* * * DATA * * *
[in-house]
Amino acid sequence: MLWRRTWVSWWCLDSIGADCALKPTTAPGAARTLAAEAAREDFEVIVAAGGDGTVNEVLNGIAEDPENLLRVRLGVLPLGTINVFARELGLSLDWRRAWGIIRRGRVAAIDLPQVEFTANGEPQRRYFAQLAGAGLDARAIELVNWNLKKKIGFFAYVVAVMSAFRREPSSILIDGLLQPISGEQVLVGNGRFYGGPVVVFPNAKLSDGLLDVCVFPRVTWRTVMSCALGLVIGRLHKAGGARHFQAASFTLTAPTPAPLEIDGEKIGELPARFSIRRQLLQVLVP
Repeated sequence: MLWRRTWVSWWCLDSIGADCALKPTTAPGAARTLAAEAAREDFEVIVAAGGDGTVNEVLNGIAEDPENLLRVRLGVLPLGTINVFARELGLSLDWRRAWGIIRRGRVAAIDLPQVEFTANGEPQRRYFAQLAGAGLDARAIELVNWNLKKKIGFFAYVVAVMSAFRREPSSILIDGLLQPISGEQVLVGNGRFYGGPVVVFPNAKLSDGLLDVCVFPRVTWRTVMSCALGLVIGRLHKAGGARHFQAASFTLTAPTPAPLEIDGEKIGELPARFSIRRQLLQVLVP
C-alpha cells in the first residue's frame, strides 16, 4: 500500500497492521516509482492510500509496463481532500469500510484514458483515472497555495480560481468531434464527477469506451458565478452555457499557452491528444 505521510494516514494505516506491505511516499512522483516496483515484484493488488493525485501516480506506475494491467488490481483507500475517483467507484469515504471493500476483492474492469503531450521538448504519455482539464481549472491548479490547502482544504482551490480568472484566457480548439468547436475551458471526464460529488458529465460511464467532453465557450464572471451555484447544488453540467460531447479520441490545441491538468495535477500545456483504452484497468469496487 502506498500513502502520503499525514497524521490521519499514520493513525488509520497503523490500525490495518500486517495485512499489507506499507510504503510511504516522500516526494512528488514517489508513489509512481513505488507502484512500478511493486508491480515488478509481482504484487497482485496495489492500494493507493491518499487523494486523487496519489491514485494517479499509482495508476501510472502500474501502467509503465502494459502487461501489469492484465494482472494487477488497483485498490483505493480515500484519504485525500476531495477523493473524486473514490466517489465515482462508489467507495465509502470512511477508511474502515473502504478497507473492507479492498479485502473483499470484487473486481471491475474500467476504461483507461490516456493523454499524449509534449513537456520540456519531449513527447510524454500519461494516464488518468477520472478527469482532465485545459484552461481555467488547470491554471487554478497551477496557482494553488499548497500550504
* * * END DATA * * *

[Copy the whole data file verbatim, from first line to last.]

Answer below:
[in-house]
Amino acid sequence: MLWRRTWVSWWCLDSIGADCALKPTTAPGAARTLAAEAAREDFEVIVAAGGDGTVNEVLNGIAEDPENLLRVRLGVLPLGTINVFARELGLSLDWRRAWGIIRRGRVAAIDLPQVEFTANGEPQRRYFAQLAGAGLDARAIELVNWNLKKKIGFFAYVVAVMSAFRREPSSILIDGLLQPISGEQVLVGNGRFYGGPVVVFPNAKLSDGLLDVCVFPRVTWRTVMSCALGLVIGRLHKAGGARHFQAASFTLTAPTPAPLEIDGEKIGELPARFSIRRQLLQVLVP
Repeated sequence: MLWRRTWVSWWCLDSIGADCALKPTTAPGAARTLAAEAAREDFEVIVAAGGDGTVNEVLNGIAEDPENLLRVRLGVLPLGTINVFARELGLSLDWRRAWGIIRRGRVAAIDLPQVEFTANGEPQRRYFAQLAGAGLDARAIELVNWNLKKKIGFFAYVVAVMSAFRREPSSILIDGLLQPISGEQVLVGNGRFYGGPVVVFPNAKLSDGLLDVCVFPRVTWRTVMSCALGLVIGRLHKAGGARHFQAASFTLTAPTPAPLEIDGEKIGELPARFSIRRQLLQVLVP
C-alpha cells in the first residue's frame, strides 16, 4: 500500500497492521516509482492510500509496463481532500469500510484514458483515472497555495480560481468531434464527477469506451458565478452555457499557452491528444 505521510494516514494505516506491505511516499512522483516496483515484484493488488493525485501516480506506475494491467488490481483507500475517483467507484469515504471493500476483492474492469503531450521538448504519455482539464481549472491548479490547502482544504482551490480568472484566457480548439468547436475551458471526464460529488458529465460511464467532453465557450464572471451555484447544488453540467460531447479520441490545441491538468495535477500545456483504452484497468469496487 502506498500513502502520503499525514497524521490521519499514520493513525488509520497503523490500525490495518500486517495485512499489507506499507510504503510511504516522500516526494512528488514517489508513489509512481513505488507502484512500478511493486508491480515488478509481482504484487497482485496495489492500494493507493491518499487523494486523487496519489491514485494517479499509482495508476501510472502500474501502467509503465502494459502487461501489469492484465494482472494487477488497483485498490483505493480515500484519504485525500476531495477523493473524486473514490466517489465515482462508489467507495465509502470512511477508511474502515473502504478497507473492507479492498479485502473483499470484487473486481471491475474500467476504461483507461490516456493523454499524449509534449513537456520540456519531449513527447510524454500519461494516464488518468477520472478527469482532465485545459484552461481555467488547470491554471487554478497551477496557482494553488499548497500550504